"So what is their strategy, Tarry?", you might ask.
Answer: Microsoft is adopting a very slick and yet apparent (that is exactly what I mean by the gradual penetration) and there we will see an amalgam-strategy which has both intentions and has a certain strategic intent.
Microsoft's Virtualization Strategy: A Real-Time Market Analysis
With its strategic plan (intended strategy), which it is now telling the world slowly and gradually is, that they will go to markets that VMware has not touched. This is a consciously intended course of action. They will advance with a clear purpose and trust me they are already doing an amazing work by selling MDOP for quite a while.
With its strategic ploy (strategic intent), they are going to embed certain policies and licensing choices in order to outwit the competition while supporting and even managing the competition's hypervisor. This they already claim to do with the SCVMM that can manage several hypervisors and other tools such as MOM, that can also monitor all that with ease. This is obviously to outwit the competition and may not necessarily be part of the content of such intent.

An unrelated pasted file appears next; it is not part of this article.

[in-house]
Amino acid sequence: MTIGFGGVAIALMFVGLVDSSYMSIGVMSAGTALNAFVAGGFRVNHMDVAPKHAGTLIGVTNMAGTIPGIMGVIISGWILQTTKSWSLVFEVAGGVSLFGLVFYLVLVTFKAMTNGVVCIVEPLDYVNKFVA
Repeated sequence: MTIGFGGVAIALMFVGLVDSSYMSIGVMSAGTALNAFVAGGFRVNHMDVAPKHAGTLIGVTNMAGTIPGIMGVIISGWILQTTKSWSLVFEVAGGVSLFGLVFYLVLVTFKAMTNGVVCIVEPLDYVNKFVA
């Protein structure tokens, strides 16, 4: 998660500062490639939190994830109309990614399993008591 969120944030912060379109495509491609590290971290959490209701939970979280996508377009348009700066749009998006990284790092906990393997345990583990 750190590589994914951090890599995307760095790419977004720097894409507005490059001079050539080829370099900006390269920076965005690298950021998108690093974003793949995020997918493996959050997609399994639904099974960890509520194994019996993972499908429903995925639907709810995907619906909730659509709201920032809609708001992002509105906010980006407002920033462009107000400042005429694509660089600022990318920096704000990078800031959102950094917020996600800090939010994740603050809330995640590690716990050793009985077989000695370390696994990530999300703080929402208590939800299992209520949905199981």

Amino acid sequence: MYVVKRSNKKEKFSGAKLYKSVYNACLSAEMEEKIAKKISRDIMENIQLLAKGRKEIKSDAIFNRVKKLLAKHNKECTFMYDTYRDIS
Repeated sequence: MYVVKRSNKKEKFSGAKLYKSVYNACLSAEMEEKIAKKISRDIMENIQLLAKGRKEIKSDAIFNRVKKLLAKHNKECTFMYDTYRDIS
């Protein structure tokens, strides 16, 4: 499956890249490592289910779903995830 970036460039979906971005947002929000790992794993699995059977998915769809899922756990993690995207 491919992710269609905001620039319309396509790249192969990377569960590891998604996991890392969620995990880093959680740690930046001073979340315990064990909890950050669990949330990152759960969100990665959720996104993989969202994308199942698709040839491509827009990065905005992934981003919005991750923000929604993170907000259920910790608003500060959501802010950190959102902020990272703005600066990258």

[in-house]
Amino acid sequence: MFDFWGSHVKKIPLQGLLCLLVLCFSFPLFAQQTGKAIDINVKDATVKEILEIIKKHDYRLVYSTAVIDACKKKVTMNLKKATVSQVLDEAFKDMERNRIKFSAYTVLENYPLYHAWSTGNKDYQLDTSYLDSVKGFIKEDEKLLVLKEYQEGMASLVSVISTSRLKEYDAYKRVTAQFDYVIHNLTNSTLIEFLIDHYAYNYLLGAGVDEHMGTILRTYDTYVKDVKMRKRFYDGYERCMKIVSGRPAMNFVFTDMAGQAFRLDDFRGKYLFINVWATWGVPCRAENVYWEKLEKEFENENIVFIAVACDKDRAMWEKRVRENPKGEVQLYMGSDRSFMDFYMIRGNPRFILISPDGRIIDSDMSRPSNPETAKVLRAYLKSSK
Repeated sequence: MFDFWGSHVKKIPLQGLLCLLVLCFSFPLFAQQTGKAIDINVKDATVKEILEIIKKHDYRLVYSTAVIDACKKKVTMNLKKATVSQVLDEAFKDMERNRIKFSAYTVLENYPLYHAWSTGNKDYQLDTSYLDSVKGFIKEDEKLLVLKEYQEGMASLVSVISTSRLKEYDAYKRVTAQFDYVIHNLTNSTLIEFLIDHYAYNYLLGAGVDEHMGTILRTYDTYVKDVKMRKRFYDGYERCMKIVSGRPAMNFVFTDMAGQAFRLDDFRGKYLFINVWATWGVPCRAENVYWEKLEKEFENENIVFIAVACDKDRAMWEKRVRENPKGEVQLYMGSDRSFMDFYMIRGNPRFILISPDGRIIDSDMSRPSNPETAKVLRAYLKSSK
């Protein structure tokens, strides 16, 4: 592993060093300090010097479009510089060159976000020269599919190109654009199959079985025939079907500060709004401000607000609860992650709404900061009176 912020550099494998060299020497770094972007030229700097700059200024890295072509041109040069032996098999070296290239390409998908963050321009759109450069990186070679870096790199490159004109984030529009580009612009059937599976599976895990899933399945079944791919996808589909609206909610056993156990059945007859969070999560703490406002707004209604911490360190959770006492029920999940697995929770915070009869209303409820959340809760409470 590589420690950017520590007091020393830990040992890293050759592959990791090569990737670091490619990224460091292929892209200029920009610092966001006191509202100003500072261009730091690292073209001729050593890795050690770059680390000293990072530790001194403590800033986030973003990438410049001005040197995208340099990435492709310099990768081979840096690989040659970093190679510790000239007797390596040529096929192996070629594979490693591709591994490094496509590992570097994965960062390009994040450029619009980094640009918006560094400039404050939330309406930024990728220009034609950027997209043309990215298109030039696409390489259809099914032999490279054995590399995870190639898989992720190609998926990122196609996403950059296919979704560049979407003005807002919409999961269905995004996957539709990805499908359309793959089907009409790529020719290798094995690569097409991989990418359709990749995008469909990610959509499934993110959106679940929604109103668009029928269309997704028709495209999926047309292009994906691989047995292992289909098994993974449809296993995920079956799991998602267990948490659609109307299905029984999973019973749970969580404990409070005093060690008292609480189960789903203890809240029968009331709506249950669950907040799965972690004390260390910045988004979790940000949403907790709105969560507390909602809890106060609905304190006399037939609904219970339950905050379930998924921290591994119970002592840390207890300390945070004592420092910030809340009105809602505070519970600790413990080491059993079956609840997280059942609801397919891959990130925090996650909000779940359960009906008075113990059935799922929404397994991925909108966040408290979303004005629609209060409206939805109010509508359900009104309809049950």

With its strategic pattern (mashup strategic intent and intended strategy): Here I will point you to one of my slides where I mention the Cynefin dilemma (David Snowden's framework), here we are seeing that as a result of several intended strategic moves and ploys, a pattern emerges from multiple decisions that are being taken over time, and this can lead to an outcome that is totally in favor of the firm, resulting in emergent behavior owning to its Ocean-Estuary Model, where streams of decisions lead to an emergent pattern and eventually a practice.
Strategic positioning (intended strategy) is more of a plan to constantly re-evaluate its current organizational position and try to align it with its market objectives. Meaning working on the Microsoft 2.0, for instance, where eventually they will use the current static platform to move them to cloud platforms and take on their ailing Web 2.0 market (thus in a way, also a decision which is part of a stream that will lead to a pattern, as mentioned above). This is very crucial and also a bit complex than in older days where users didn't have a voice (couldn't blog, couldn't do their own videos, etc).